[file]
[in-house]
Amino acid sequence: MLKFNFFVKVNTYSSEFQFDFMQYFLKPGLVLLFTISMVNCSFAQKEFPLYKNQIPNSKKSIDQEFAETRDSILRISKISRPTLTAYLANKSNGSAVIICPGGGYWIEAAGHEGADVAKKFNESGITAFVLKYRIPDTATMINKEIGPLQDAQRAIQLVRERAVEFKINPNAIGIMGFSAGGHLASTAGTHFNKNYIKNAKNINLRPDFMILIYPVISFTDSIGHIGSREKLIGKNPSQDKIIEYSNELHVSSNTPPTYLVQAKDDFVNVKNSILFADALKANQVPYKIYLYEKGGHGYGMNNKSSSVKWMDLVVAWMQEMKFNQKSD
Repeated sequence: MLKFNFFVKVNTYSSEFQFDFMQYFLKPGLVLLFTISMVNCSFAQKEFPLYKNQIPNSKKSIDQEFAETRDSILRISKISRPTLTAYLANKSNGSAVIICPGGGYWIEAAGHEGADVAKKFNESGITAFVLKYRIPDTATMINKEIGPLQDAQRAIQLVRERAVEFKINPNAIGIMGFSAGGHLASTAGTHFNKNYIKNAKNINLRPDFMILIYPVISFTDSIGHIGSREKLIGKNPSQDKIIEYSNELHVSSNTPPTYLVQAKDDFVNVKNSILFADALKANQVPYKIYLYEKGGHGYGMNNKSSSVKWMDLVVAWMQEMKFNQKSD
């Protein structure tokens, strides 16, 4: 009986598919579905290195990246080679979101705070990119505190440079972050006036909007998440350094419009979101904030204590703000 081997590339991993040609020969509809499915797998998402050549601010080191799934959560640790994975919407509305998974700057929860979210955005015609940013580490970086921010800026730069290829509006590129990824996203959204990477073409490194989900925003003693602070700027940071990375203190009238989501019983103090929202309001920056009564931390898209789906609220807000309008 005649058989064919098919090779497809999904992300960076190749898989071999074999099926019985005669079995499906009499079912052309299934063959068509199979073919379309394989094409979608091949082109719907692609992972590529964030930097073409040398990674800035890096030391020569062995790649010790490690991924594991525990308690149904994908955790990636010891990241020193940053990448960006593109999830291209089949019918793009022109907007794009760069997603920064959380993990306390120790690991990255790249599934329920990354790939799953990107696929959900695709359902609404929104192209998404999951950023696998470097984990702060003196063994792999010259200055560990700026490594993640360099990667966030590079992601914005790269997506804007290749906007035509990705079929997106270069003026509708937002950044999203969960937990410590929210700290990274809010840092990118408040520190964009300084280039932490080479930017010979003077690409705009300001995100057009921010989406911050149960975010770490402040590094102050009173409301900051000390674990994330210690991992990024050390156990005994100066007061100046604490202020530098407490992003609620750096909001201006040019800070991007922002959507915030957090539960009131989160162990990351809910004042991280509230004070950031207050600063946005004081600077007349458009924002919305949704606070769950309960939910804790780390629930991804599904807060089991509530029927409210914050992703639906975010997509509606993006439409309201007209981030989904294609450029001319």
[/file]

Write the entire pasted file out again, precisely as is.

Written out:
[in-house]
Amino acid sequence: MLKFNFFVKVNTYSSEFQFDFMQYFLKPGLVLLFTISMVNCSFAQKEFPLYKNQIPNSKKSIDQEFAETRDSILRISKISRPTLTAYLANKSNGSAVIICPGGGYWIEAAGHEGADVAKKFNESGITAFVLKYRIPDTATMINKEIGPLQDAQRAIQLVRERAVEFKINPNAIGIMGFSAGGHLASTAGTHFNKNYIKNAKNINLRPDFMILIYPVISFTDSIGHIGSREKLIGKNPSQDKIIEYSNELHVSSNTPPTYLVQAKDDFVNVKNSILFADALKANQVPYKIYLYEKGGHGYGMNNKSSSVKWMDLVVAWMQEMKFNQKSD
Repeated sequence: MLKFNFFVKVNTYSSEFQFDFMQYFLKPGLVLLFTISMVNCSFAQKEFPLYKNQIPNSKKSIDQEFAETRDSILRISKISRPTLTAYLANKSNGSAVIICPGGGYWIEAAGHEGADVAKKFNESGITAFVLKYRIPDTATMINKEIGPLQDAQRAIQLVRERAVEFKINPNAIGIMGFSAGGHLASTAGTHFNKNYIKNAKNINLRPDFMILIYPVISFTDSIGHIGSREKLIGKNPSQDKIIEYSNELHVSSNTPPTYLVQAKDDFVNVKNSILFADALKANQVPYKIYLYEKGGHGYGMNNKSSSVKWMDLVVAWMQEMKFNQKSD
């Protein structure tokens, strides 16, 4: 009986598919579905290195990246080679979101705070990119505190440079972050006036909007998440350094419009979101904030204590703000 081997590339991993040609020969509809499915797998998402050549601010080191799934959560640790994975919407509305998974700057929860979210955005015609940013580490970086921010800026730069290829509006590129990824996203959204990477073409490194989900925003003693602070700027940071990375203190009238989501019983103090929202309001920056009564931390898209789906609220807000309008 005649058989064919098919090779497809999904992300960076190749898989071999074999099926019985005669079995499906009499079912052309299934063959068509199979073919379309394989094409979608091949082109719907692609992972590529964030930097073409040398990674800035890096030391020569062995790649010790490690991924594991525990308690149904994908955790990636010891990241020193940053990448960006593109999830291209089949019918793009022109907007794009760069997603920064959380993990306390120790690991990255790249599934329920990354790939799953990107696929959900695709359902609404929104192209998404999951950023696998470097984990702060003196063994792999010259200055560990700026490594993640360099990667966030590079992601914005790269997506804007290749906007035509990705079929997106270069003026509708937002950044999203969960937990410590929210700290990274809010840092990118408040520190964009300084280039932490080479930017010979003077690409705009300001995100057009921010989406911050149960975010770490402040590094102050009173409301900051000390674990994330210690991992990024050390156990005994100066007061100046604490202020530098407490992003609620750096909001201006040019800070991007922002959507915030957090539960009131989160162990990351809910004042991280509230004070950031207050600063946005004081600077007349458009924002919305949704606070769950309960939910804790780390629930991804599904807060089991509530029927409210914050992703639906975010997509509606993006439409309201007209981030989904294609450029001319």